Russian frigate General Admiral
|Name:||General Admiral (Russian: Генерал-адмирал)|
|Career (Russian Empire)|
|Namesake:||Grand Duke Konstantin Nikolayevich of Russia|
|Operator:||Imperial Russian Navy|
|Builder:||William H. Webb Shipyard, New York City|
|Laid down:||21 September 1857[Note 1]|
|Launched:||3 September 1858|
|Commissioned:||15 March 1859|
|Struck:||26 June 1869|
|Fate:||Broken up 1870|
|General characteristics (as built)|
|Displacement:||5,669 long tons (5,760 t)|
|Length:||305 ft (93.0 m) (p/p)|
|Beam:||54 ft 8 in (16.7 m)|
|Draft:||23 ft 6 in (7.2 m)|
|Installed power:||2,000 ihp (1,500 kW)
6 fire-tube boilers
|Propulsion:||1 shaft, 2 steam engines|
|Speed:||12.25 knots (22.69 km/h; 14.10 mph)|
|Range:||5,000 nmi (9,300 km; 5,800 mi)|
|Complement:||790-825 officers and crewmen|
General Admiral (Russian: Генерал-адмирал) was a screw frigate ordered by the Imperial Russian Navy from the United States before the American Civil War. She spent the bulk of her career in the Mediterranean Sea where she evacuated insurgents and their families from Crete in 1868 during the Cretan Revolt. She was struck from the Navy List the following year and broken up in 1870.
General Admiral was a very large screw frigate designed by Captain 1st Rank Ivan Shestakov and named after General Admiral Grand Duke Konstantin Nikolayevich of Russia, commander of the Russian Navy. She was built of live oak, but was reinforced with diagonal and longitudinal iron braces. General Admiral displaced 5,669 long tons (5,760 t). She was 305 feet (93.0 m) long between perpendiculars, had a beam of 54 feet 8 inches (16.7 m) and a deep draft of 23 ft 6 in (7.2 m). She was sheathed in copper to reduce biofouling. A novel system of zinc pipes that penetrated sheathing and connected with the ventilation fan was installed in the hold to prevent the decay of her hull. Its efficacy is unknown although General Admiral's short life suggests that it was not effective.
Two steam engines, rated at a total of 2,000 indicated horsepower (1,500 kW), and six fire-tube boilers powered the single propeller when the ship was under steam. Using her engines, she had a maximum speed of 12.25 knots (22.69 km/h; 14.10 mph). General Admiral's propeller could be hoisted out of the water and her funnel retracted to improve her sailing qualities. She was considered to be an excellent sailer and could reach 14 knots (26 km/h; 16 mph) under sail alone. She carried 750 long tons (760 t) of coal which gave her a range of 5,000 nautical miles (9,300 km; 5,800 mi), but it was her 75 days of provisions that were the practical limit of her endurance.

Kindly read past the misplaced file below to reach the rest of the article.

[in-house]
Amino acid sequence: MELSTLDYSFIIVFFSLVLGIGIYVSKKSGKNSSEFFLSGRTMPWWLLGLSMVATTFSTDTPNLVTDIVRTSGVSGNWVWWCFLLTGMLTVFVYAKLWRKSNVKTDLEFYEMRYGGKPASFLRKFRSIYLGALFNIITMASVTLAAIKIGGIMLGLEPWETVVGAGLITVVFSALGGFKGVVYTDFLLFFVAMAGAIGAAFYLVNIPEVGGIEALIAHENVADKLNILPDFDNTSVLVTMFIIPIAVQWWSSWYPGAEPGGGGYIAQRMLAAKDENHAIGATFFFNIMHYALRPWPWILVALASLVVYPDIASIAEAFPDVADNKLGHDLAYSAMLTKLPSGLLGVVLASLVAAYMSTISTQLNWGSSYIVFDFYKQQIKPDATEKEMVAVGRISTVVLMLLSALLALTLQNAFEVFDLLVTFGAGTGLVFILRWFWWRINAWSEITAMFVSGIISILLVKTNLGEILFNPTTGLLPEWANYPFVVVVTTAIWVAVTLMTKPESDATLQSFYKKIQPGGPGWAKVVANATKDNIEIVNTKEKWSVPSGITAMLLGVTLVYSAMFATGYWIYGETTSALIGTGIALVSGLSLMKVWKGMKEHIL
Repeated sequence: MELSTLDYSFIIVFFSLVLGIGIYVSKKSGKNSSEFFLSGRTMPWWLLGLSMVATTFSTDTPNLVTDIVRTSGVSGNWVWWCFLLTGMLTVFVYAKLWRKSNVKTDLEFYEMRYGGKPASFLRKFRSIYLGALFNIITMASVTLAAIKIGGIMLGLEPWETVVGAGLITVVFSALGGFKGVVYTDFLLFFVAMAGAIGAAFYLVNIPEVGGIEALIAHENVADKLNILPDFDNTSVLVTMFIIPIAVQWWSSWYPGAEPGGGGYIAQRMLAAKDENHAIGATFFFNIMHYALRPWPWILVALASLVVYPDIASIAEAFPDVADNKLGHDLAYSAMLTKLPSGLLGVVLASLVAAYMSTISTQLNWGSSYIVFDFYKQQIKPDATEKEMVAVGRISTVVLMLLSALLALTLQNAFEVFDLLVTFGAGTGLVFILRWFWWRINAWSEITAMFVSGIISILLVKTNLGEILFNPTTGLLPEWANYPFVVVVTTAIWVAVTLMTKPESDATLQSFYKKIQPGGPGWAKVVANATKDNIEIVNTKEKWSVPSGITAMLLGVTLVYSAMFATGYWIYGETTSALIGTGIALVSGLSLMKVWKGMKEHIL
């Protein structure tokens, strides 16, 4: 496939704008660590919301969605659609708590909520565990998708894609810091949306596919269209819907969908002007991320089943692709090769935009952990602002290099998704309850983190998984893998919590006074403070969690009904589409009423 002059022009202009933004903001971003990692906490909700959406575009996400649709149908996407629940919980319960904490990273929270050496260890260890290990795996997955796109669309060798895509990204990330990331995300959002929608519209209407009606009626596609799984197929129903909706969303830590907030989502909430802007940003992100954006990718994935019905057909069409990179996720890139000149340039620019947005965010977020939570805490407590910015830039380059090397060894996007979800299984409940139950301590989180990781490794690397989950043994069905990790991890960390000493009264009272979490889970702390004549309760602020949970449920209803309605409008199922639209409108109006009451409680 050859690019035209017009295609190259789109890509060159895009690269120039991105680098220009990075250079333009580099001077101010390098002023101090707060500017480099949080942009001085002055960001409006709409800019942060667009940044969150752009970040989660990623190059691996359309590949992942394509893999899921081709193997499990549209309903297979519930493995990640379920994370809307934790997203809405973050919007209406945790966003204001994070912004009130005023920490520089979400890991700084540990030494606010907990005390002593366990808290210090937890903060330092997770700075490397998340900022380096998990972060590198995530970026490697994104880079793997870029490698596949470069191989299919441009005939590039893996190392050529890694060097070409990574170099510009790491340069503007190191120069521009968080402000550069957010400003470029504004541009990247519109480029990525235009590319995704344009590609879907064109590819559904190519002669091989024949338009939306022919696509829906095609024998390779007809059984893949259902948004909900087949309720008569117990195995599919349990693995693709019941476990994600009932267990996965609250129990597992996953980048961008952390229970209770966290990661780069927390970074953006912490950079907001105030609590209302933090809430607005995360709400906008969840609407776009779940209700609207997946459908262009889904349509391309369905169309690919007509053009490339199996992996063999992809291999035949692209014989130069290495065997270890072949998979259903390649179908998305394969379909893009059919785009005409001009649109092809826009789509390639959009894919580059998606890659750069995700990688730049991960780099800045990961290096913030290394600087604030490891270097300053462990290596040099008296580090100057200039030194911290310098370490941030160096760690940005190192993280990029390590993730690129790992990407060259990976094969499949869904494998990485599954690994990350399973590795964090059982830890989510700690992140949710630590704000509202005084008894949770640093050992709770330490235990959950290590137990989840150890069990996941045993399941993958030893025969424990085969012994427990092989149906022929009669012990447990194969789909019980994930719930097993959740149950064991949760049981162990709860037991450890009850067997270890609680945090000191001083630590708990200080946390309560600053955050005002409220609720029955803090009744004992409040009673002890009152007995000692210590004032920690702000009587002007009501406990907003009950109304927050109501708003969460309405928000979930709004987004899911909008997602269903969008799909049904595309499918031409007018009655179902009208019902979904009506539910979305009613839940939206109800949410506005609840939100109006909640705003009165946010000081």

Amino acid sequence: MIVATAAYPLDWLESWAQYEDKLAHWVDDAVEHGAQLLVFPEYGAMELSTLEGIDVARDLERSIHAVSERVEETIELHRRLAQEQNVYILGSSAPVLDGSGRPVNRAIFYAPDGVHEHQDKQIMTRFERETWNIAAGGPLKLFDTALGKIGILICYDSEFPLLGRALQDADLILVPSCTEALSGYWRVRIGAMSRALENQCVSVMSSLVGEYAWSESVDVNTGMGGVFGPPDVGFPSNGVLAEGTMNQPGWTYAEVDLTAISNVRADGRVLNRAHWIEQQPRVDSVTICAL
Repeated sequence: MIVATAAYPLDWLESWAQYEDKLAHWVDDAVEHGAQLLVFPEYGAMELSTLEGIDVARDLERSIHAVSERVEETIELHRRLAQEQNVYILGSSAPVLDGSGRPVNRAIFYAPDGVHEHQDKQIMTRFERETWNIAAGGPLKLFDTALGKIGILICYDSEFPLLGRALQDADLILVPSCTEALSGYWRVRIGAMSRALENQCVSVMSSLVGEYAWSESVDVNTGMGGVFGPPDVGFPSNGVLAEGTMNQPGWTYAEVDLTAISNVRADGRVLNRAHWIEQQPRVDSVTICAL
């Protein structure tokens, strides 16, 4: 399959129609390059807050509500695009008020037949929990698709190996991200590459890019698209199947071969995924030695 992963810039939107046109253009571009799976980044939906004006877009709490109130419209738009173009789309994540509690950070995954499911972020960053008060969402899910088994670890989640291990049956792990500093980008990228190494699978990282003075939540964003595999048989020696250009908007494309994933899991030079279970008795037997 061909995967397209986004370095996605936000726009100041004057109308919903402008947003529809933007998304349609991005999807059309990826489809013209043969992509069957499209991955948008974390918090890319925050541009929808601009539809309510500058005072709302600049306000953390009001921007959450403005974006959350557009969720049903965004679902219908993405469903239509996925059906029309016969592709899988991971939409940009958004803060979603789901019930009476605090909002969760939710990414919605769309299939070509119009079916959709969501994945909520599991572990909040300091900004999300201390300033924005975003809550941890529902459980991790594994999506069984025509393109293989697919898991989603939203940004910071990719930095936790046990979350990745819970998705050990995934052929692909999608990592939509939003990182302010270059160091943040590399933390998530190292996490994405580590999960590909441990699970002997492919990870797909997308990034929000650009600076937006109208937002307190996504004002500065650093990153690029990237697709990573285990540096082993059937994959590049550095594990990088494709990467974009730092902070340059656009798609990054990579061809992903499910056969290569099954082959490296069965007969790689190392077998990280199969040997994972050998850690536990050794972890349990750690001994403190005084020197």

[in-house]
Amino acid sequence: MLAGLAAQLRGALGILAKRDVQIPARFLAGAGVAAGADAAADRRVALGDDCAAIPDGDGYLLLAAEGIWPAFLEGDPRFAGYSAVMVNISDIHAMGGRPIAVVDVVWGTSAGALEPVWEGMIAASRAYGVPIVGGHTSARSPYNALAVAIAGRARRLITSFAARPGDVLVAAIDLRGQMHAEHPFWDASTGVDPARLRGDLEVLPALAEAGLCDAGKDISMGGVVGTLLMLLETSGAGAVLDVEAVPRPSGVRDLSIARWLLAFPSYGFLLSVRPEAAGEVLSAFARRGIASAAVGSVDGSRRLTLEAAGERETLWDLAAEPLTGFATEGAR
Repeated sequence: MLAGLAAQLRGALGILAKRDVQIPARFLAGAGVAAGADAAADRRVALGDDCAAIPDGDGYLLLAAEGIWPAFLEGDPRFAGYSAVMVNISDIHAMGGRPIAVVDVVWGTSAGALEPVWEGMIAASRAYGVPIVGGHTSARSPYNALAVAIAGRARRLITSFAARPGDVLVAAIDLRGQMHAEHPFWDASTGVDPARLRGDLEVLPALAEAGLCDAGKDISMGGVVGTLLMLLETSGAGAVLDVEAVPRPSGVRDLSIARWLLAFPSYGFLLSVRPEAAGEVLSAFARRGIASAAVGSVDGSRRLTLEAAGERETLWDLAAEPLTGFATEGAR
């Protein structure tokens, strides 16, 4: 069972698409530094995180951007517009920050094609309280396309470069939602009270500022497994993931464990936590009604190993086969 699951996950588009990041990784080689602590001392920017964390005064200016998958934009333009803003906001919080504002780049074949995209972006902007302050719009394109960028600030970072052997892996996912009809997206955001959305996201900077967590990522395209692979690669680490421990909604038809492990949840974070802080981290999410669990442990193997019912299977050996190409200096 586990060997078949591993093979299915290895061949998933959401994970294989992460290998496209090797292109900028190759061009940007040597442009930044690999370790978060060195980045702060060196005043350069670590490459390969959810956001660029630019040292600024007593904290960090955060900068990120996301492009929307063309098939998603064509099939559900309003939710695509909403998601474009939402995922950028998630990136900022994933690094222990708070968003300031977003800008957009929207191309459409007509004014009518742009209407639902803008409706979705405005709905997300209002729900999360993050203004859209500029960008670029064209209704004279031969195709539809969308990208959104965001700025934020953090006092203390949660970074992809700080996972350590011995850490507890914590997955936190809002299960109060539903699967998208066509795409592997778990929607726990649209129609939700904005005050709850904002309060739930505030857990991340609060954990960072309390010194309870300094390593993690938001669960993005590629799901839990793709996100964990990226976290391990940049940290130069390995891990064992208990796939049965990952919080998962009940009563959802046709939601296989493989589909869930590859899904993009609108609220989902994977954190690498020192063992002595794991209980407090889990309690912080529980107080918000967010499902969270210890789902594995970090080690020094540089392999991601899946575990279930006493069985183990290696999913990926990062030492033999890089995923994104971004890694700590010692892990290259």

General Admiral's armament was made and installed in Russia. Her battery deck carried thirty-six 60-pounder muzzle-loading guns and four long 36-pounder chase guns. The upper deck had twenty-four 60-pounder guns and two long 36-pounder chase guns. Two 3-pood shell guns were mounted fore and aft on revolving platforms. In 1862 her armament was revised and two 60-pounder and the two long 36-pounder guns on her upper deck were removed. Four years later, it was rearranged with two 60-pounders moved from her upper deck to the lower deck and two long 36-pounders moved from the lower deck to the upper deck.
General Admiral was laid down on 21 September 1857 at the William H. Webb Shipyard in New York City. She was launched on 3 September 1858 and was delivered to Kronstadt on 15 March 1859 by an American crew, commanded by an American captain, although Captain Shestakov accompanied her back to Russia. Her total cost, including delivery, was 1,419,629.51 silver rubles. En route she only took eleven days to reach Cherbourg from New York City under steam, a record time for a warship at that time. She sailed for the Mediterranean the following year under the command of Captain Shestakov, stopping at Kiel on July 1860. While in the Mediterranean she made port visits at Beirut, Piraeus and Nice. General Admiral departed Nice on 16 April 1863 for the Baltic Sea. She met the newly completed coast-defence ship Pervenets en route and escorted her from England to the Baltic.
Three years later, on 8 June 1866, General Admiral departed Kronstadt for the Mediterranean, making a port visit at Copenhagen on 22 June en route. In June 1867 she made another port visit at Piraeus before leaving Cadiz on 26 July bound for the Baltic. She returned to the Mediterranean the next year and evacuated Cretan insurgents and their families in 1868 during the Cretan Revolt against the Ottoman Empire. Having returned to Russia by 1869, she was struck from the Navy List on 26 June 1869 and broken up the following year.
- All dates used in this article are New Style
- Drashpil, p. 226
- Tredea & Sozaev, p. 412
- "Arrival of General Admiral Steam Frigate at Cronstadt". New York Times (New York: New York Times) (13 August 1859). 13 August 1859. Retrieved 19 July 2010.
- Drashpil, pp. 226, 228
- Drashpil, Boris (1983). "Re: Question by A. Mach". Warship International (Toledo, OH: International Naval Research Organization) XX (3): 226–28. ISSN 0043-0374.
- Treadea, John; Sozaev, Eduard (2010). Russian Warships in the Age of Sail, 1696–1860: Design, Construction, Careers and Fates. Barnsley, UK: Seaforth Publishing. ISBN 978-1-84832-058-1.
- specifications with photos (Russian)